The Wizard of BiaB

Band-in-a-Box (BiaB) has proven to be THE musician’s tool for improvising, songwriting, learning, and virtually anything else. Their incredible team manages to make wonderful improvements every year. And while it is no slight at all towards this amazing company, the “Wizard” I am referring to is not an employee.

Stelios Panos (the Wizard) is a content creator. Of course BiaB is completely incredible as is, but external musicians can add songs to those supplied by BiaB, to add new genres, for teaching purposes, etc. Stelios has created an amazing repertoire of great guitar jazz, and rather than a ‘magic’ wizard he is better described as a virtuoso, one who creates by expertise and lots of hard work. I have written about his fantastically accurate transcriptions of the jazz guitar greats in both print and on this blog, and said that all of his work has my highest recommendation. Well, he has outdone even himself with his latest set: JiaB, that is Jimi(Hendrix)-in-a-Box. In fact, when I first got a copy, I spent most of the morning just playing through JiaB tracks and listening while watching the transcriptions! I had to stop (I almost forgot lunch).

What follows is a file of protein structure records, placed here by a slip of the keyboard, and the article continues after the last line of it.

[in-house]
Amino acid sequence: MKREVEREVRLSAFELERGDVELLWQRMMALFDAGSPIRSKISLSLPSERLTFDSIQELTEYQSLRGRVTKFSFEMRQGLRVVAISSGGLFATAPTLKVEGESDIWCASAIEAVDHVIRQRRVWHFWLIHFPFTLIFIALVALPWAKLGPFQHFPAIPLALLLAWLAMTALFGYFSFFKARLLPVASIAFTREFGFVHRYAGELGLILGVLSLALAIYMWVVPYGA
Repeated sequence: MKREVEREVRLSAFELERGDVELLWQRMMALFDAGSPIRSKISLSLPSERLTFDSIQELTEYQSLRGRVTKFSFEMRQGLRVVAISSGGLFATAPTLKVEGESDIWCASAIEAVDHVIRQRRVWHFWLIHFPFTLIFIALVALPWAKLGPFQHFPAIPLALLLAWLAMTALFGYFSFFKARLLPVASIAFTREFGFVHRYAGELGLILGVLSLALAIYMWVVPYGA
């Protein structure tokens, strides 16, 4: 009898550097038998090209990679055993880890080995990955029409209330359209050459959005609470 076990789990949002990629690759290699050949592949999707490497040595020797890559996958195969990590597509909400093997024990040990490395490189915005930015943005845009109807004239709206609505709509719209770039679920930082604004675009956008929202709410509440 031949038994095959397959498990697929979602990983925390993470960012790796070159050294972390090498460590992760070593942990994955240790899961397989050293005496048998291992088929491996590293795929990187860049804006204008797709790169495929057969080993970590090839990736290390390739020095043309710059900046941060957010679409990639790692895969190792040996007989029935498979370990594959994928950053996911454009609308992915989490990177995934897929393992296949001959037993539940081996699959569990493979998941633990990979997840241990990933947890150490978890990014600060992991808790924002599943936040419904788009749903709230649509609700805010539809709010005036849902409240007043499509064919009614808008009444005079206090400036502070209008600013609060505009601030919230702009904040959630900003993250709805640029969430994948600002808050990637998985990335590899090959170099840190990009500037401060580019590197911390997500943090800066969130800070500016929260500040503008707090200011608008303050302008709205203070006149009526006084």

This incredible work of passion is the pinnacle of Stelios’ work as a virtuoso. This HUGE project, which took a year of work, includes all of Hendrix’s songs including live performances and even a few bootleg tracks. Mr. Panos knows his tool intricately, stretching BiaB’s capabilities to their extremes. Each song is divided into tracks for each instrument, just as the studio masters are. Instruments are included in two forms: as .WAV files for perfect reproduction, and as MIDI files which can be examined for detail and edited if desired. Notation is included, as well as TAB, and accurate lyrics. And of course Jimi’s singing as well as any background parts round out the amazing sound.

Just having this collection of Jimi Hendrix’s music is a great listening treasure. Even greater for guitarists (and bassists and drummers) is the ability to study any song, instrument by instrument, and even slow down the music to learn this classic collection. You even have the option of tuning down to Eb (as Jimi tuned), or tuning them up to play in standard (E) tuning.

I have run out of superlatives for this truly amazing work, so take a look and a listen to the short promo that Stelios has created for Jimi-in-a-Box at, where you can also purchase this great set.


SpectraLayers 9 – Important New User Features